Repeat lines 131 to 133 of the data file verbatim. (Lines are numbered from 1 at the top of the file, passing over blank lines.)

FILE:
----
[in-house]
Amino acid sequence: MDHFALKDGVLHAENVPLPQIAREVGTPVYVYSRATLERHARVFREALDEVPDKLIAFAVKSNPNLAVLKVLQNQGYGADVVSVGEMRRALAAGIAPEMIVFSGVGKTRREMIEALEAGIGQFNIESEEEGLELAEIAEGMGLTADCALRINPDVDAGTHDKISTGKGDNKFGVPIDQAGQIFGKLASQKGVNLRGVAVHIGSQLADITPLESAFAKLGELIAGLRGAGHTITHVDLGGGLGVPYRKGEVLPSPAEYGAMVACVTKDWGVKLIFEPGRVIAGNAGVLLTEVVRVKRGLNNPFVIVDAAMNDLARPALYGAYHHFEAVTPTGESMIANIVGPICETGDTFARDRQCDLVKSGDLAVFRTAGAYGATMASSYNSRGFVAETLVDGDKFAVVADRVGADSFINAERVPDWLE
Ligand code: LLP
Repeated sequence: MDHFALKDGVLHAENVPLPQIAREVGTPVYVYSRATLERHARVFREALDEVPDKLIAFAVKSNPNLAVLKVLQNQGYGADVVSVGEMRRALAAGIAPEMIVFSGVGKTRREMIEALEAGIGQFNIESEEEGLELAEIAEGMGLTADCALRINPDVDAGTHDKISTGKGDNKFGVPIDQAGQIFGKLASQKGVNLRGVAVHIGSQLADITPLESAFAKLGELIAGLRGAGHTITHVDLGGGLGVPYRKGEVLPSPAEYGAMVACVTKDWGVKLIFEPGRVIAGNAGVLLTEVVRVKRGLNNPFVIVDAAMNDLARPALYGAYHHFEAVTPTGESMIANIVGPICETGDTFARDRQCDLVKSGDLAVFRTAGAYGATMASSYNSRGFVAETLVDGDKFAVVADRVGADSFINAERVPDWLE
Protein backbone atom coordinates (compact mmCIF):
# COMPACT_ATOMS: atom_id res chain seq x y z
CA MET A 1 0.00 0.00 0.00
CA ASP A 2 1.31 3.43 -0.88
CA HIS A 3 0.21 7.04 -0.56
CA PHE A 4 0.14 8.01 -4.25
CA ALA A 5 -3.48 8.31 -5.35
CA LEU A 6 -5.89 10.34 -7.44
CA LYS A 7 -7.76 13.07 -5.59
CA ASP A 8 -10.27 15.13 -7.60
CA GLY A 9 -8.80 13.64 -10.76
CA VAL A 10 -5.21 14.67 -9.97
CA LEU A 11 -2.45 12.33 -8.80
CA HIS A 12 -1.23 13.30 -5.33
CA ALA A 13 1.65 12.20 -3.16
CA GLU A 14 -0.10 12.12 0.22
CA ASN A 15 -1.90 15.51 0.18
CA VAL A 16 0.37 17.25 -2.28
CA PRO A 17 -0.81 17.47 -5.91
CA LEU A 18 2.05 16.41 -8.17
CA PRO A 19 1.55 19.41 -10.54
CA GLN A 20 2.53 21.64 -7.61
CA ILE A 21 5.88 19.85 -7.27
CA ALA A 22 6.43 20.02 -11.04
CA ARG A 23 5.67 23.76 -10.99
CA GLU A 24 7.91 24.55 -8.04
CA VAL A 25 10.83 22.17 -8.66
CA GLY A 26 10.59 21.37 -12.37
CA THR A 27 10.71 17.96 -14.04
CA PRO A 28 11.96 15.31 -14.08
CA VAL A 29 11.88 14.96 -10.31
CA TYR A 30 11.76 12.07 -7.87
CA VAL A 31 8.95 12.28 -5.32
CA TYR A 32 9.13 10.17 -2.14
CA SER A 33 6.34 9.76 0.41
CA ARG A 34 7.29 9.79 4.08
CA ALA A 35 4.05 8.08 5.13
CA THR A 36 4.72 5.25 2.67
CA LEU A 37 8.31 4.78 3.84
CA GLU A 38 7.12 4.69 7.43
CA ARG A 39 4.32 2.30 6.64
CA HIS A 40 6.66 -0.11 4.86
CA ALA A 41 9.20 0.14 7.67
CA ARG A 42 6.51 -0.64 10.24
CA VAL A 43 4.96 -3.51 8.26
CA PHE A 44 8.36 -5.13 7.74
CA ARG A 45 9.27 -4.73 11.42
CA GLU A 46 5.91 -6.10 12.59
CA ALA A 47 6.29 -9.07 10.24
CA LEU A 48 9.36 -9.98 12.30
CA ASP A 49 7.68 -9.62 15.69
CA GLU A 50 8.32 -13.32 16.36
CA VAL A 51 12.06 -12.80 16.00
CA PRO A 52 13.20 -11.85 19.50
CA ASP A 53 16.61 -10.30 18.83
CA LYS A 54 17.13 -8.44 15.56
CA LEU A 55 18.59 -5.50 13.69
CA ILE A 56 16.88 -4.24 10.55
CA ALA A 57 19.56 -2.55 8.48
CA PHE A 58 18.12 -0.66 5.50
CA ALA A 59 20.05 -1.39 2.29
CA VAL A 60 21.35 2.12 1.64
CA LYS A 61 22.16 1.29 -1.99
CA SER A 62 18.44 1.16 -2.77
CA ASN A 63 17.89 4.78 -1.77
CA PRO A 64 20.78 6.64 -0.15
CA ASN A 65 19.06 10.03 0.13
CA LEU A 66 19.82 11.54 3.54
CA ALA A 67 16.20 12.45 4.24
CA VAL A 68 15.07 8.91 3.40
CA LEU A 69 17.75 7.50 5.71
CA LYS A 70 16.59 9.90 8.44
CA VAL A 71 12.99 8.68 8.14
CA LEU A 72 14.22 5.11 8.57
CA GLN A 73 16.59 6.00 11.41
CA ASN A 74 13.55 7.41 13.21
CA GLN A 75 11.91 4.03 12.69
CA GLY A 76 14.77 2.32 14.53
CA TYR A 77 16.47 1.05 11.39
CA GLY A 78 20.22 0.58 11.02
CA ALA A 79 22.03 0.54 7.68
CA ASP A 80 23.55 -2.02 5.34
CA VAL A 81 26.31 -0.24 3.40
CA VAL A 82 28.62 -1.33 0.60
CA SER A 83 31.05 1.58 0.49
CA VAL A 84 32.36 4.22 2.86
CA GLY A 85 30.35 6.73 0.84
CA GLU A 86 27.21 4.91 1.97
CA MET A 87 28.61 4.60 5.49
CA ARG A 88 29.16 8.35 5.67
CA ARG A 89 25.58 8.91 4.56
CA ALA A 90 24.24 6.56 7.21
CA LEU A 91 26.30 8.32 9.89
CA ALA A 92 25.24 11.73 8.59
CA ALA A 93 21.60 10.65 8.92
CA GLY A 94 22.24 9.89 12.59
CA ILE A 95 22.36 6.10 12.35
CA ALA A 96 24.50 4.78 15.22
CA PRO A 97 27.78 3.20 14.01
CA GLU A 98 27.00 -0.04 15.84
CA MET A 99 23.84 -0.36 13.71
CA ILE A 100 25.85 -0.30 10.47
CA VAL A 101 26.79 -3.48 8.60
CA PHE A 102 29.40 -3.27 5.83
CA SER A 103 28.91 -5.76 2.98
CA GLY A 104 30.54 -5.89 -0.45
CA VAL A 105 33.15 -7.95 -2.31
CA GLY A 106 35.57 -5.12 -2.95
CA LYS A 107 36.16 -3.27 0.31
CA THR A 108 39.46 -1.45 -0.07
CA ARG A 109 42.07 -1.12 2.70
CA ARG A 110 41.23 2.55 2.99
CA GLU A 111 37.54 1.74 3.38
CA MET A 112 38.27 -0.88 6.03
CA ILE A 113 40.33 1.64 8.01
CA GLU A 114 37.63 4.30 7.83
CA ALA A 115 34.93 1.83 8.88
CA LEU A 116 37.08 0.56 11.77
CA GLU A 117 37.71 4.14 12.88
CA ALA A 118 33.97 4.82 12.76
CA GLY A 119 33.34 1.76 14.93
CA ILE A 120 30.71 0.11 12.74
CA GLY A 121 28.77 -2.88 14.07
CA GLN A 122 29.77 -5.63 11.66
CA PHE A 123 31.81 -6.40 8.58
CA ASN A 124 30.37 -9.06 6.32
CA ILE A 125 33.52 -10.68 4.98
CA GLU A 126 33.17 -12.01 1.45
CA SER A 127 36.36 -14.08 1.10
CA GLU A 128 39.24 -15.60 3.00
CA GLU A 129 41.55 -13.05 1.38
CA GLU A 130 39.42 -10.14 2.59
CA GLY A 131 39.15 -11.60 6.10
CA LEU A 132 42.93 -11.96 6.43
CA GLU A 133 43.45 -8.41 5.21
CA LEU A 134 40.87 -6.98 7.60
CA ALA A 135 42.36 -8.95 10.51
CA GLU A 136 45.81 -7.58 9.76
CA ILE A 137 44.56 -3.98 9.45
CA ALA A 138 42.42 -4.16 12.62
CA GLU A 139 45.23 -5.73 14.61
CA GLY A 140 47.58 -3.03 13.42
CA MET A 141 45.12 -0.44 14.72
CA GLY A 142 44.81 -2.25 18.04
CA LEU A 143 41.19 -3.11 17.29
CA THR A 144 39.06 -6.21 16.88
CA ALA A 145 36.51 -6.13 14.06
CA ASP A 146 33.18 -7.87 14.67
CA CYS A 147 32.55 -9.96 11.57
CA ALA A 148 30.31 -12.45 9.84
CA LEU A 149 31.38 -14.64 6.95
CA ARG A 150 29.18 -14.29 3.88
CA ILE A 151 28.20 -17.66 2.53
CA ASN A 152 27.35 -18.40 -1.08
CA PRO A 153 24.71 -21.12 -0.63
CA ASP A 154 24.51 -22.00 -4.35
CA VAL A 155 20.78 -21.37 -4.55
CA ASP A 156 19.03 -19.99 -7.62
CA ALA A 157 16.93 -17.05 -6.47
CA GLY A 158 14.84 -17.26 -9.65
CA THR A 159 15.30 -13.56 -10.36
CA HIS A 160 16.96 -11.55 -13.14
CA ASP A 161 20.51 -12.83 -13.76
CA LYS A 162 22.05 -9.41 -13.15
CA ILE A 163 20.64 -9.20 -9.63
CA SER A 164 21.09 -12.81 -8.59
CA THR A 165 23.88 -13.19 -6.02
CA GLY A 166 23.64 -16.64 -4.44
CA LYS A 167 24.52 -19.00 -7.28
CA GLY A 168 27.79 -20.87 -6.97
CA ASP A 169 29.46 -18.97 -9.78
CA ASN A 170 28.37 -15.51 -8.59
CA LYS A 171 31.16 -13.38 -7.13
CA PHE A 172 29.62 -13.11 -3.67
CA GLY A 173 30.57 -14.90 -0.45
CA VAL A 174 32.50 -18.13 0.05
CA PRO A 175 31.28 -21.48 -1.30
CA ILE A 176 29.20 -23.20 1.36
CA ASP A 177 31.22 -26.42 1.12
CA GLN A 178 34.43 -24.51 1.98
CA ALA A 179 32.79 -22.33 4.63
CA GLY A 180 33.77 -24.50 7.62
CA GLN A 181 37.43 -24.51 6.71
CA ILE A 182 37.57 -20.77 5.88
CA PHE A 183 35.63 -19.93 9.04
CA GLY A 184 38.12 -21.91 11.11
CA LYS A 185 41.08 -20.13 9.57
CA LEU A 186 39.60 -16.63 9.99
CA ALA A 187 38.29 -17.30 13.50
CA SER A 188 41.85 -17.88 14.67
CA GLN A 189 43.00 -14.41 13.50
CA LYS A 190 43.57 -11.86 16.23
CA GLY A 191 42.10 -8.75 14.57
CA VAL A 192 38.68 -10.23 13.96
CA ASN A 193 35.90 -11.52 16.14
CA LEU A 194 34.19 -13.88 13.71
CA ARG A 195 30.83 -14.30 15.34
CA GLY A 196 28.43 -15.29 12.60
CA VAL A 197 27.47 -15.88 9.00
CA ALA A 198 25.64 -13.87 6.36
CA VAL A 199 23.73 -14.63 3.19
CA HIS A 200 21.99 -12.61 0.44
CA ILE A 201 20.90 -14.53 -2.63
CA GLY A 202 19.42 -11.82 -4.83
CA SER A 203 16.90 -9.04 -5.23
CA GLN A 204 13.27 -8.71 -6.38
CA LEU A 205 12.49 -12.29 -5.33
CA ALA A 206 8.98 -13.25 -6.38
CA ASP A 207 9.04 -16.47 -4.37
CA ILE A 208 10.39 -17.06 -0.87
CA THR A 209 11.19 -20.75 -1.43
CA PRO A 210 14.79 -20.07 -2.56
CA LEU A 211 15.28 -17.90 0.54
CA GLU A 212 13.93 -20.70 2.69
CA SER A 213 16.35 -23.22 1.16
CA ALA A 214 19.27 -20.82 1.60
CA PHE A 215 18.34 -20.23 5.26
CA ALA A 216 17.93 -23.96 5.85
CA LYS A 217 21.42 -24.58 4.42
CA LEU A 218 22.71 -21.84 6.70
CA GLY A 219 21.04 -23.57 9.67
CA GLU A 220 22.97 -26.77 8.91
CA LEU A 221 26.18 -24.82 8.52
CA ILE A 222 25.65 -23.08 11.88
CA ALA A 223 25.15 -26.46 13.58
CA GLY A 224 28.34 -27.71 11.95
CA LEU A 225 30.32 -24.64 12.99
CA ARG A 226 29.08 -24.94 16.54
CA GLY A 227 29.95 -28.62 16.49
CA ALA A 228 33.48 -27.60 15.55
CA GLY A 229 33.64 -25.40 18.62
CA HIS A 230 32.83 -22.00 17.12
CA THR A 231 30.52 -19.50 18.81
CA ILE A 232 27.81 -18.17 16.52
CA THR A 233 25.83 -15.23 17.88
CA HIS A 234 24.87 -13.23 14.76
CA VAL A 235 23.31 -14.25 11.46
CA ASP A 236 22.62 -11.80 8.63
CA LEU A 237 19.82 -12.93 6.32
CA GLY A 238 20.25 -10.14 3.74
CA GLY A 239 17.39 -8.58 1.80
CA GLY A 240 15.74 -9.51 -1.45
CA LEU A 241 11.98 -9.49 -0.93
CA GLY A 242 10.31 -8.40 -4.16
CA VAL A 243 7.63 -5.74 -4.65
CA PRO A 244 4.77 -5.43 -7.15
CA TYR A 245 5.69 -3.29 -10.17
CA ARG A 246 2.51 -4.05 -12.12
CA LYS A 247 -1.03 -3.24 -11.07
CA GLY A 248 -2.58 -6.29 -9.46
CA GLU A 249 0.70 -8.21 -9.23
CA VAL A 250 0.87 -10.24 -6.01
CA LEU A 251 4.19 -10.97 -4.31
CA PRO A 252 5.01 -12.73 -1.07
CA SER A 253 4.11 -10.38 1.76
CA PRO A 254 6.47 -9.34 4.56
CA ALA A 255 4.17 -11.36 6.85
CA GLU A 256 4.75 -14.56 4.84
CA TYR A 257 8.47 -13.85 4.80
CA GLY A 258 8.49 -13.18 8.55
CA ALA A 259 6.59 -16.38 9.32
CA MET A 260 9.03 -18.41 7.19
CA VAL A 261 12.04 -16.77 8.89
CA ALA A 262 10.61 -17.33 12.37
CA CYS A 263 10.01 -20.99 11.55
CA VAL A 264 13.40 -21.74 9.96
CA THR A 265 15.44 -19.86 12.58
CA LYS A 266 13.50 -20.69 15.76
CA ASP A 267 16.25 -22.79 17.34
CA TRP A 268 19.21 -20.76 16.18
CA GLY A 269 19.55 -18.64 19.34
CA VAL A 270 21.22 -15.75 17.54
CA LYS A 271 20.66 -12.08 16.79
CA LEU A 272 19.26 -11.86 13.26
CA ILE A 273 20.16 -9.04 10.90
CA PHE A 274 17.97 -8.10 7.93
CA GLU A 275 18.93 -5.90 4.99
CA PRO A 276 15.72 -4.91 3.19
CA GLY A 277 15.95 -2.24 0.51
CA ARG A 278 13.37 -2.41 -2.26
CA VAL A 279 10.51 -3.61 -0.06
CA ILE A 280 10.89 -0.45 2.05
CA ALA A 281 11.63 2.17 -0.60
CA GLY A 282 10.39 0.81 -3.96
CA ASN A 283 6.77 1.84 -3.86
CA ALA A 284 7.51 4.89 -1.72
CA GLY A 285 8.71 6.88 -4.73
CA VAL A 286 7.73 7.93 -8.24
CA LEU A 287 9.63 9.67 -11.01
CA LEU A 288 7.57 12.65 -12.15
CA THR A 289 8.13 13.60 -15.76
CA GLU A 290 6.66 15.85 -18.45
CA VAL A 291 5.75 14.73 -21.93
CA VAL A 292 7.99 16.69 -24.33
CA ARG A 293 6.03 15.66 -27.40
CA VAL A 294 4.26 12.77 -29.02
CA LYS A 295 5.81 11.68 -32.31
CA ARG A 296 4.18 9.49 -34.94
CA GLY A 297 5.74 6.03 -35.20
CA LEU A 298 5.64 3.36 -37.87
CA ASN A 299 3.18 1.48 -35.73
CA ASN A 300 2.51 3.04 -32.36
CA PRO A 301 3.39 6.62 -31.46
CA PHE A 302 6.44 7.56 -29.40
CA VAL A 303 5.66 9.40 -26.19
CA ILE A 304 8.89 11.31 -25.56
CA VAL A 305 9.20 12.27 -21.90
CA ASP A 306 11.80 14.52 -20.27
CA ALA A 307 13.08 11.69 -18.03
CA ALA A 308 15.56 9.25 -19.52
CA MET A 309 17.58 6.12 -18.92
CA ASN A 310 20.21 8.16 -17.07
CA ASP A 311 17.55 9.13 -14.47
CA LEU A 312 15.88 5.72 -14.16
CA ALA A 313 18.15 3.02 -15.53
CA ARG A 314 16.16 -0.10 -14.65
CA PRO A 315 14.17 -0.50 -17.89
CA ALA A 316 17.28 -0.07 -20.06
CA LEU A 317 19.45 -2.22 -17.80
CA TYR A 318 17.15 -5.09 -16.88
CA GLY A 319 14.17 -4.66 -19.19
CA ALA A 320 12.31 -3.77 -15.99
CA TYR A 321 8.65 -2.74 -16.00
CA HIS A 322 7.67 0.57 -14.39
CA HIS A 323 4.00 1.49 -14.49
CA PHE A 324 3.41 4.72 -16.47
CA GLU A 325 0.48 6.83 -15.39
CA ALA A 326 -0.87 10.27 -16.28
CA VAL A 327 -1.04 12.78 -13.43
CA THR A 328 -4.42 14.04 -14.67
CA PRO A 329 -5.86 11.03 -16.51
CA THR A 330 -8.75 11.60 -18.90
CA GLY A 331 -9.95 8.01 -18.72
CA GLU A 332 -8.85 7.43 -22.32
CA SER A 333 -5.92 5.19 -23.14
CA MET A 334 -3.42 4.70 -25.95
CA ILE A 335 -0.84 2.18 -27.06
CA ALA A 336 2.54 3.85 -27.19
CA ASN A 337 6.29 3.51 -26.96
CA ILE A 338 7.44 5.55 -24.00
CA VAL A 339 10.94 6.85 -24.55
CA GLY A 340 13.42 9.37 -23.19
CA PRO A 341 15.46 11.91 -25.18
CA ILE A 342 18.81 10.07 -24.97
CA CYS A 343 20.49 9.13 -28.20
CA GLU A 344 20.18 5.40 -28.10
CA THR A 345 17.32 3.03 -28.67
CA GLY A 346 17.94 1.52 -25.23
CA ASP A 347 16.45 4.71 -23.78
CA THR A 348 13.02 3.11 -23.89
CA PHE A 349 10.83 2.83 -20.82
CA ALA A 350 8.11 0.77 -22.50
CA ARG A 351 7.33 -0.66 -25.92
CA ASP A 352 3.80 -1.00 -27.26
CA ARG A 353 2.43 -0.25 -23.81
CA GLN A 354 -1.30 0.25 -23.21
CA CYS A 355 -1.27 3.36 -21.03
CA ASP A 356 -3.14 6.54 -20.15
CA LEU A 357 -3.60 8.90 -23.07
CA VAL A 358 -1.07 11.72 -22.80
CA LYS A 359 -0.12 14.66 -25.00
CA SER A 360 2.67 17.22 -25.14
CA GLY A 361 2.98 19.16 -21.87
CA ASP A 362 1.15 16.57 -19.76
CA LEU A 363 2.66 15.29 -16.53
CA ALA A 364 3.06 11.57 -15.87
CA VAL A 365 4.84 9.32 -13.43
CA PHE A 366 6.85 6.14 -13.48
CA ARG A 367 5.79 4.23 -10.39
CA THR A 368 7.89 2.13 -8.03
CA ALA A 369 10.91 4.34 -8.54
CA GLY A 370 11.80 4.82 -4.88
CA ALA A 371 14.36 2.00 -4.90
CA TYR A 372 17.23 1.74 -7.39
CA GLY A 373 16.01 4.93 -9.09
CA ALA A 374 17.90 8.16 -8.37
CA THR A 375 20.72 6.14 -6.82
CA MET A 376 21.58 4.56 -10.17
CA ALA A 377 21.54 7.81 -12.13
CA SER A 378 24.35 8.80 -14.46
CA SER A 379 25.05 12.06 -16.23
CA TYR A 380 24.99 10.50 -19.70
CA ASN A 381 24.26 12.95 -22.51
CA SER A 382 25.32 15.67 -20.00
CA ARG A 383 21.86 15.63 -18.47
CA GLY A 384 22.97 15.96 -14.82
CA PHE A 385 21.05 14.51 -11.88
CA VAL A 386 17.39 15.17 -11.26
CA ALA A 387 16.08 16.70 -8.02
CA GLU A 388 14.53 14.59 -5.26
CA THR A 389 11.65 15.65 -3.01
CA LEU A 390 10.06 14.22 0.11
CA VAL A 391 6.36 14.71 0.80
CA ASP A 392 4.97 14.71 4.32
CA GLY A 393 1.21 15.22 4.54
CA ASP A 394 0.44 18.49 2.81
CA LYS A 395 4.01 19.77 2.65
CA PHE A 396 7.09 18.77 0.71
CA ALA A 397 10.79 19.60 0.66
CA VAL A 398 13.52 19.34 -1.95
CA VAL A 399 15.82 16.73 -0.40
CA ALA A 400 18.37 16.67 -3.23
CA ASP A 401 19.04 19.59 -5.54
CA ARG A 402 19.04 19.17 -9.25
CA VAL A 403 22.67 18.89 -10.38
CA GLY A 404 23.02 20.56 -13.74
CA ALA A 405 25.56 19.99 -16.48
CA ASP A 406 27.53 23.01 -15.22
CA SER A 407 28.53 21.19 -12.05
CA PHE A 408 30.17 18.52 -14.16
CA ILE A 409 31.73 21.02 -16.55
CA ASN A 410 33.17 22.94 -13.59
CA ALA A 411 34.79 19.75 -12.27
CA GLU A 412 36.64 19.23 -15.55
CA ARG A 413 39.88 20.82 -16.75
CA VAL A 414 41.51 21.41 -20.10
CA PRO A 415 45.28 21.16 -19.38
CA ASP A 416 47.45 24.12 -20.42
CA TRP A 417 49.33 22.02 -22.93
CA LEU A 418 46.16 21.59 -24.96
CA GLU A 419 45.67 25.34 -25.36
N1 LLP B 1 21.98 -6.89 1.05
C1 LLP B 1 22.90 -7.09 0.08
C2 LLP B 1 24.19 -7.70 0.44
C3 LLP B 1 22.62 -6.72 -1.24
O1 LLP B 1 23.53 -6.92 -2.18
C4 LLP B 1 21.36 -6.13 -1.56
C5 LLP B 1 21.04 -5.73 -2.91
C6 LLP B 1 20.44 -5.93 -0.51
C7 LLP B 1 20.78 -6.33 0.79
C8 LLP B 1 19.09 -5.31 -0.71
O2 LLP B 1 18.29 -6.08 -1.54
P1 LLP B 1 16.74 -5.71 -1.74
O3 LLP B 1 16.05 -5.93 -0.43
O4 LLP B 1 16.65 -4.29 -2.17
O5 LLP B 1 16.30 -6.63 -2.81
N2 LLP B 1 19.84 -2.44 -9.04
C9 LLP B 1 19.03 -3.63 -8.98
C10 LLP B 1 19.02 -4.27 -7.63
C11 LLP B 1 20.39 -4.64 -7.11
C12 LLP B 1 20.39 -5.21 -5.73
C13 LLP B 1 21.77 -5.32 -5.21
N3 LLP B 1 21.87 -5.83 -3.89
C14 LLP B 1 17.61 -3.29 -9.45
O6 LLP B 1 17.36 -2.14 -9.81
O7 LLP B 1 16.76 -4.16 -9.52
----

CA ILE A 125 33.52 -10.68 4.98
CA GLU A 126 33.17 -12.01 1.45
CA SER A 127 36.36 -14.08 1.10